Facebook was hardly trustworthy to start with and over and over again they took the living daylights with our data.
There was a point when Windows Vista pushed as the step/edition of Windows XP and I didn’t like what Microsoft had done to it. To be fair I didn’t trust them and saw shadows of where things were heading. So I switched to Ubuntu.I know the new Microsoft is quite different of course but the damage was done.
If you are hosting a Zoom call, please do lock it down theres a number of guides to help including this one.
Facebook is looking to take the initiative in the social media privacy debate by opening a network of pop-up cafes around the UK. Each will offer patrons free drinks and a privacy checkup, to help assuage consumer concerns about their privacy online.
Facebook Café will run from 28 August to 5 September in a bid to encourage Britons to get on top of their digital footprint, helped along by free-flowing caffeine.
One of these will be located within The Attendant on Great Eastern Street, London, in response to surveys indicating that 27% of Londoners have no idea how to personalise their social media privacy parameters.
She also reminded me about the web3 summit, which I wish I could attend but always felt like I might not be quite the right person for it. I look forward to hearing what comes out of it however because its clear as Jutta says
…The first time I interacted with the web like everything was open and somehow that was the the perception like we now have this great tool and sort of thought like it’s not this these closed intranets. But it’s the information superhighway we can do whatever we want but what happened really over the 30 or so years afterwards was we replicated or built a ton of intermediaries that basically sit between us and anybody we want to interact on the with on the web online, be that through what’s that when we text to someone through Facebook, venmo, whatever you use you buy anything there’s always an intermediary for something that really should be a general p2p interaction. So the problem with this really is what’s underneath this and what led to this mass these mass centralization and of power and data in the hands of very few people is the fact that we had to do this in a very centralized way because this is just how the Internet technologies of where to work so we have an underlying architecture with centralized servers where all the data is gathered because of network effect the power accumulates and accumulates, and this is a very fraught way of doing things because you have a central point of failure and that was massively exposed by the Snowden revelations I mean partly because also backdoors are built into it but partly because it’s it’s centralized architecture…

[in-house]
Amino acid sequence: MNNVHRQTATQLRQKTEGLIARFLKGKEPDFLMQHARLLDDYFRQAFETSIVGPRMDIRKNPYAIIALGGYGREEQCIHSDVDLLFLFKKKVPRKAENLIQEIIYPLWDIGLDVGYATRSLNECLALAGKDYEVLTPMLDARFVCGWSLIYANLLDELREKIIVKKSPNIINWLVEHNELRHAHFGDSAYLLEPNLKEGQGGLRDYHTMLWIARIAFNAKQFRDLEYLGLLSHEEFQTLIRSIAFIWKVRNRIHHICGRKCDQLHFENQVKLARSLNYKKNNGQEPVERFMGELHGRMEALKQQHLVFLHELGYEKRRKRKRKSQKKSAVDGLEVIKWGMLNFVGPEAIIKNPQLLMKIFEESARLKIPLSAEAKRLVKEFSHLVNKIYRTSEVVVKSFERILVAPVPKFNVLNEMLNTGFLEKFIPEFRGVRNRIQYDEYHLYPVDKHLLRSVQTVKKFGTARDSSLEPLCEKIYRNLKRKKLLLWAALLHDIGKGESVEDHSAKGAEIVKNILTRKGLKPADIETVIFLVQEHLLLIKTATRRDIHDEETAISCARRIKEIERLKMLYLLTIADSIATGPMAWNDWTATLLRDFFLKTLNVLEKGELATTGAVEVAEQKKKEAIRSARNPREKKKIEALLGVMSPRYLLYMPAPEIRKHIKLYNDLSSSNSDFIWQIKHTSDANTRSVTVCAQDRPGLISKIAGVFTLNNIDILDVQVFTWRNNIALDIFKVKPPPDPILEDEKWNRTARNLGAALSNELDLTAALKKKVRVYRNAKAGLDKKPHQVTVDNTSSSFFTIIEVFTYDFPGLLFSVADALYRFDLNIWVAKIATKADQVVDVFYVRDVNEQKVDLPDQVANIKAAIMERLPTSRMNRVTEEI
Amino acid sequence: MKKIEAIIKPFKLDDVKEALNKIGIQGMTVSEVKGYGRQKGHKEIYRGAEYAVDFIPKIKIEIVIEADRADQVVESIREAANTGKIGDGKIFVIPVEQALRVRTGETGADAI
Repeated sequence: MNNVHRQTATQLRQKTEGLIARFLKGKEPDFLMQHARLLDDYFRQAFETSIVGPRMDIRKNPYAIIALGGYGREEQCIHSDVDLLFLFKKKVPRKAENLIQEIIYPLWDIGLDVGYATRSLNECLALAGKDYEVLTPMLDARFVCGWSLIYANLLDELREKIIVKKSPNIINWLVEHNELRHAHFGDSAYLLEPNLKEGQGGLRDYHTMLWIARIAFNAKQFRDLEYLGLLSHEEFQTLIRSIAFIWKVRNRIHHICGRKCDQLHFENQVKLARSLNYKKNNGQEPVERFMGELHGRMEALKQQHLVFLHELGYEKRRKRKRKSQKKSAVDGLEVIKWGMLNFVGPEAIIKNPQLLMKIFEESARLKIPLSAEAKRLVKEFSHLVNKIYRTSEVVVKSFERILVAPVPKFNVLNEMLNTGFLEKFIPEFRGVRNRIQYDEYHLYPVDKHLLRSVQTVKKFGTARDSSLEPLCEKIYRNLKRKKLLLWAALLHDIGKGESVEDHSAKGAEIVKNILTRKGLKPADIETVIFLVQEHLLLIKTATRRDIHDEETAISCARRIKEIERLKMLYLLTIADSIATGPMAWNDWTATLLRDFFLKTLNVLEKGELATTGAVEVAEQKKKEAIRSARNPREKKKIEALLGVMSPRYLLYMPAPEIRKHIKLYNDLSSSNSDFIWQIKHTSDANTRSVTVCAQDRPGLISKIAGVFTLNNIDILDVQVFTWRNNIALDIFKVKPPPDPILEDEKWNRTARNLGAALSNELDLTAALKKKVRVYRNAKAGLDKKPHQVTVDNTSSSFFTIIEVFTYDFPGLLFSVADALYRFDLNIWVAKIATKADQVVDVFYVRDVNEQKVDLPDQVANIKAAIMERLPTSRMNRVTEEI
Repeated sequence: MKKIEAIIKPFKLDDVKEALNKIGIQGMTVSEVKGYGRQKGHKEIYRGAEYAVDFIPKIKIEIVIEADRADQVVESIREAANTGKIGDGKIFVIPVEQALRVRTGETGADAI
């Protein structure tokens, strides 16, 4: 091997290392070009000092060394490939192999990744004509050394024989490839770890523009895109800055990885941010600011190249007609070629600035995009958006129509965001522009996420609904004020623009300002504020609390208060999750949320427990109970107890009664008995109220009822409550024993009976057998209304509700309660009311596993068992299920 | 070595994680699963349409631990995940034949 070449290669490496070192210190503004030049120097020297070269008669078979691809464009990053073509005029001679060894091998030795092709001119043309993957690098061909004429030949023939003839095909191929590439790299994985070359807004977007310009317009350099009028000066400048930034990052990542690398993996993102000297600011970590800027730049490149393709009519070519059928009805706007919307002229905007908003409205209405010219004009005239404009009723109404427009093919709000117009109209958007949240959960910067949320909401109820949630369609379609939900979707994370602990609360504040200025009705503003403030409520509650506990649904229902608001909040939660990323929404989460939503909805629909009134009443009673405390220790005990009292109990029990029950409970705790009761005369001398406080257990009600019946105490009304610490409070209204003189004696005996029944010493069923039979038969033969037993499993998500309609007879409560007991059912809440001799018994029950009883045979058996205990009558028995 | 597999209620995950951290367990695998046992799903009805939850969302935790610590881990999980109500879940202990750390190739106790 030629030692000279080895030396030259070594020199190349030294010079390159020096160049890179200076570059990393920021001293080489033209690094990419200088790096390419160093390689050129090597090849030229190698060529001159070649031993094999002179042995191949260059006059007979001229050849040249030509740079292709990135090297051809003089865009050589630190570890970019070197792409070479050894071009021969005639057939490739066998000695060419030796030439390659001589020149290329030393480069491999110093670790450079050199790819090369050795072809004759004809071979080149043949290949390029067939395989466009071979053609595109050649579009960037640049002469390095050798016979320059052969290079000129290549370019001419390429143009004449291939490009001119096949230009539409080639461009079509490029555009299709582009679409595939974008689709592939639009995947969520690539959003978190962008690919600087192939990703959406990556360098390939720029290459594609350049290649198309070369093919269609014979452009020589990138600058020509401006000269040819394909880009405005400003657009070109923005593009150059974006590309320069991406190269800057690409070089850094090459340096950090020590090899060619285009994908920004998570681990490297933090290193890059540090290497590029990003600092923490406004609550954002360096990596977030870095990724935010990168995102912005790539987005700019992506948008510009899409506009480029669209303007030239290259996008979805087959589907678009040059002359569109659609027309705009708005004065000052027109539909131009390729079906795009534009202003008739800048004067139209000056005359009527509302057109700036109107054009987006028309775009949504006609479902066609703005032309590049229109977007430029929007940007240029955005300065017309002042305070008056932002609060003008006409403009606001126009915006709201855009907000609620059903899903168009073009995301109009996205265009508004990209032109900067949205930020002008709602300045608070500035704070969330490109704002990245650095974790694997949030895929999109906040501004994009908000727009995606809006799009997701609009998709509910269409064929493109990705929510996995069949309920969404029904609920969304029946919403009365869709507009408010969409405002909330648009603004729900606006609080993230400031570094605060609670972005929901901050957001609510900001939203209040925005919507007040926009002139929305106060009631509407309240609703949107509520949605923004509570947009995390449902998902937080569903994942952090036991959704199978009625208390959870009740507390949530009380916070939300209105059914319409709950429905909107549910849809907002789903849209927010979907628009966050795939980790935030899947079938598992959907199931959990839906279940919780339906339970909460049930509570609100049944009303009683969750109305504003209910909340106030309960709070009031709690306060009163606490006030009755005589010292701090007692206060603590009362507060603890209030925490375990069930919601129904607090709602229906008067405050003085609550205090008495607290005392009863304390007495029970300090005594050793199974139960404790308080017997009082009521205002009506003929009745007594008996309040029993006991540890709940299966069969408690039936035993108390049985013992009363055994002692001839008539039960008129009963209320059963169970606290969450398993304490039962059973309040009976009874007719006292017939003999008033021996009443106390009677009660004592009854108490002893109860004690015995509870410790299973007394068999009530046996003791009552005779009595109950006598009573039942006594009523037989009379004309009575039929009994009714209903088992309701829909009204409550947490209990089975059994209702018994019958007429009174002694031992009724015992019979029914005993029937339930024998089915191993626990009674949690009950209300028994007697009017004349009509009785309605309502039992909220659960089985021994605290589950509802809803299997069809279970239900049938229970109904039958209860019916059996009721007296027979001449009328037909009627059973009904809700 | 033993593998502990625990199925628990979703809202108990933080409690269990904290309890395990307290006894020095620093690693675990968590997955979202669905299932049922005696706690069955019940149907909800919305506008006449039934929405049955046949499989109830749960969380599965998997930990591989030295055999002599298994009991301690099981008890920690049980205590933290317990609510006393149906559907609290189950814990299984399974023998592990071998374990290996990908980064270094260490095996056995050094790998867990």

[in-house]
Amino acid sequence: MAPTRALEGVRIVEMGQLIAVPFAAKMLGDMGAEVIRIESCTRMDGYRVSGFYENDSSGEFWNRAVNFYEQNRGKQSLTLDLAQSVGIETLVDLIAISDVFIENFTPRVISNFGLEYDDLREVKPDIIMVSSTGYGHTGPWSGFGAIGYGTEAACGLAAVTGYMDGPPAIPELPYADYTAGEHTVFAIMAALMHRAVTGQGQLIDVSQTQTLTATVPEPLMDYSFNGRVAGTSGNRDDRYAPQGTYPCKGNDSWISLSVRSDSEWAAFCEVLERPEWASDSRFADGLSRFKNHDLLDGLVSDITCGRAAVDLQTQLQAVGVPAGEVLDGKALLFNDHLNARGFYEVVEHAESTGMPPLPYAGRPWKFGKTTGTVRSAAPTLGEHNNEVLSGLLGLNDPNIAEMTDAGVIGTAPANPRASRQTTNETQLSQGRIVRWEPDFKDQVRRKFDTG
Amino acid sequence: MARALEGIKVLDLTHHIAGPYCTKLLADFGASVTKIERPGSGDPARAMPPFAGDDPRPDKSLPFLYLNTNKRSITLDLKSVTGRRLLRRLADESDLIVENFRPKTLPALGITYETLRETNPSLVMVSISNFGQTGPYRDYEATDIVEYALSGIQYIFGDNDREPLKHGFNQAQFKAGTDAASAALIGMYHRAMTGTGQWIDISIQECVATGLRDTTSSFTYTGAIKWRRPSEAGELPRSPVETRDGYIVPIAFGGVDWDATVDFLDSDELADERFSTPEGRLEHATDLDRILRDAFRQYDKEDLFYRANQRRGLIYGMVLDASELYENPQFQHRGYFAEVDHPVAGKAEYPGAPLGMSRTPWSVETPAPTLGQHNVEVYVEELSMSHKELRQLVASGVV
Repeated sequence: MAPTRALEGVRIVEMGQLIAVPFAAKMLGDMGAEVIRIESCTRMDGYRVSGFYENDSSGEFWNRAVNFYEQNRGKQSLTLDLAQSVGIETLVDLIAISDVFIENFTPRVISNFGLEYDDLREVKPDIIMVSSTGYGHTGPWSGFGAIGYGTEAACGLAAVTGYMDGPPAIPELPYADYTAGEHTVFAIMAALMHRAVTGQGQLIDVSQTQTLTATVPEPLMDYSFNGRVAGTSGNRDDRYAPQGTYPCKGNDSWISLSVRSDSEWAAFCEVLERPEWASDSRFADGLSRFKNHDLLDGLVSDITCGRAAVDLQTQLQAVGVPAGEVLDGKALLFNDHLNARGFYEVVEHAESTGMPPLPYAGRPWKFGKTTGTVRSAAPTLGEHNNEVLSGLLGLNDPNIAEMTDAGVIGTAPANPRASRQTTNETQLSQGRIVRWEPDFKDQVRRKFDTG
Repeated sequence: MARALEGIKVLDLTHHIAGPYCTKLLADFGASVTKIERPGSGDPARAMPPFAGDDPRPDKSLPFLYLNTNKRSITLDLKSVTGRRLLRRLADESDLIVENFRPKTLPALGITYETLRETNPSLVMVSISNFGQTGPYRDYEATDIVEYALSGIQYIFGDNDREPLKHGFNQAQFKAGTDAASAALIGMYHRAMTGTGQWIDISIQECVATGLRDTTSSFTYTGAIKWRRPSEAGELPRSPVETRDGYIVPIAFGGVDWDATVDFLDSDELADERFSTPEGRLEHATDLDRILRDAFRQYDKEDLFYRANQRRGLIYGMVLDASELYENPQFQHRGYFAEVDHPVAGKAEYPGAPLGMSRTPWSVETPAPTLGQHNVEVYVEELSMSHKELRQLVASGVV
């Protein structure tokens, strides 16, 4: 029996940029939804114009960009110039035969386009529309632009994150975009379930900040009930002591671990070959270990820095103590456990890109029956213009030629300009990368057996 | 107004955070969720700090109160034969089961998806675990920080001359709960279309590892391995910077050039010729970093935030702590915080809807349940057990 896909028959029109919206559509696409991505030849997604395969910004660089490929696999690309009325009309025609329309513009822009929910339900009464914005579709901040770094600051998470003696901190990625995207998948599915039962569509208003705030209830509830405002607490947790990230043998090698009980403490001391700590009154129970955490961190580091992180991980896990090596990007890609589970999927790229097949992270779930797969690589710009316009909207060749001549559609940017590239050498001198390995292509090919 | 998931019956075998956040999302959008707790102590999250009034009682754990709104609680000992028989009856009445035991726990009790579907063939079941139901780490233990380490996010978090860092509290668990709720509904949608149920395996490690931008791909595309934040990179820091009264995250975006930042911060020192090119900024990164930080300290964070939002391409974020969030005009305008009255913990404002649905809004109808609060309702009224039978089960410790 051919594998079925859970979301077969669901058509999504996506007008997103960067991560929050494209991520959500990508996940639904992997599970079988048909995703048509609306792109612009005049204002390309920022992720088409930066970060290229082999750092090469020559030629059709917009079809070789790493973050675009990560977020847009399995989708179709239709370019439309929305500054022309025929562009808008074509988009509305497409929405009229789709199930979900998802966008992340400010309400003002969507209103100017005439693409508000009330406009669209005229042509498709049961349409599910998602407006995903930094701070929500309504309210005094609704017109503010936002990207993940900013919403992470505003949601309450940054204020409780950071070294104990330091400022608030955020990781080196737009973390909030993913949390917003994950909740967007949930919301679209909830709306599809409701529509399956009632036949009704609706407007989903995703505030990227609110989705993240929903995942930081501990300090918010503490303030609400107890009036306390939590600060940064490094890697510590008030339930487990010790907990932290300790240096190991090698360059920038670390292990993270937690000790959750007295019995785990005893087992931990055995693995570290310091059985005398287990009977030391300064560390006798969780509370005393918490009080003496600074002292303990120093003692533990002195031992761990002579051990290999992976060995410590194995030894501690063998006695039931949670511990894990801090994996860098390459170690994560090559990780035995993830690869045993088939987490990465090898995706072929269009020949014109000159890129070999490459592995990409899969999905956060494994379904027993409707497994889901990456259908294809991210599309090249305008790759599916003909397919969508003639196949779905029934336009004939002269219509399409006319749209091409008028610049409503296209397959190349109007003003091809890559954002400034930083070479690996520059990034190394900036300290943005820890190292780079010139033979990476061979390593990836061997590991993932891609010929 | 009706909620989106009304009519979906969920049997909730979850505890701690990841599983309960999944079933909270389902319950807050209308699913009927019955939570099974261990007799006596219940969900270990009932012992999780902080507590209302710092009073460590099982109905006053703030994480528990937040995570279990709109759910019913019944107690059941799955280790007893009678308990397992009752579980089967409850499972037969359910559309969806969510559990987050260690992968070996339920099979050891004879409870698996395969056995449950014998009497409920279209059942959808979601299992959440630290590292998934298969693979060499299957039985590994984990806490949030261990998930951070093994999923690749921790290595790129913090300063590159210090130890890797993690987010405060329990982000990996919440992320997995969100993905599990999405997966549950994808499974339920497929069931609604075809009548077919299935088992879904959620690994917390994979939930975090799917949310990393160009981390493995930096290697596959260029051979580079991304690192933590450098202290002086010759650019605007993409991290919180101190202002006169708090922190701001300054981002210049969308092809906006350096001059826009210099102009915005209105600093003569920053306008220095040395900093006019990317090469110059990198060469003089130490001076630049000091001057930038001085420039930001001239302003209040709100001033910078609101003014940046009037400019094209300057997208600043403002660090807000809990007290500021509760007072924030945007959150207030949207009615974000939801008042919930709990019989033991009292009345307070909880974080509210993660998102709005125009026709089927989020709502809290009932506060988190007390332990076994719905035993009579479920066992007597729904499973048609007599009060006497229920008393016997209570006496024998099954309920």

I was sure I tooted/tweet a thank you to the Google team in Berlin’s Re:publica conference. But it looks like it never quite happened due to connectivity issues with the wifi at certain points of the day.
Due to a misconfiguration in the Titan Security Keys’ Bluetooth pairing protocols, it is possible for an attacker who is physically close to you at the moment you use your security key — within approximately 30 feet — to (a) communicate with your security key, or (b) communicate with the device to which your key is paired. In order for the misconfiguration to be exploited, an attacker would have to align a series of events in close coordination:
When you’re trying to sign into an account on your device, you are normally asked to press the button on your BLE security key to activate it. An attacker in close physical proximity at that moment in time can potentially connect their own device to your affected security key before your own device connects. In this set of circumstances, the attacker could sign into your account using their own device if the attacker somehow already obtained your username and password and could time these events exactly.
Before you can use your security key, it must be paired to your device. Once paired, an attacker in close physical proximity to you could use their device to masquerade as your affected security key and connect to your device at the moment you are asked to press the button on your key. After that, they could attempt to change their device to appear as a Bluetooth keyboard or mouse and potentially take actions on your device.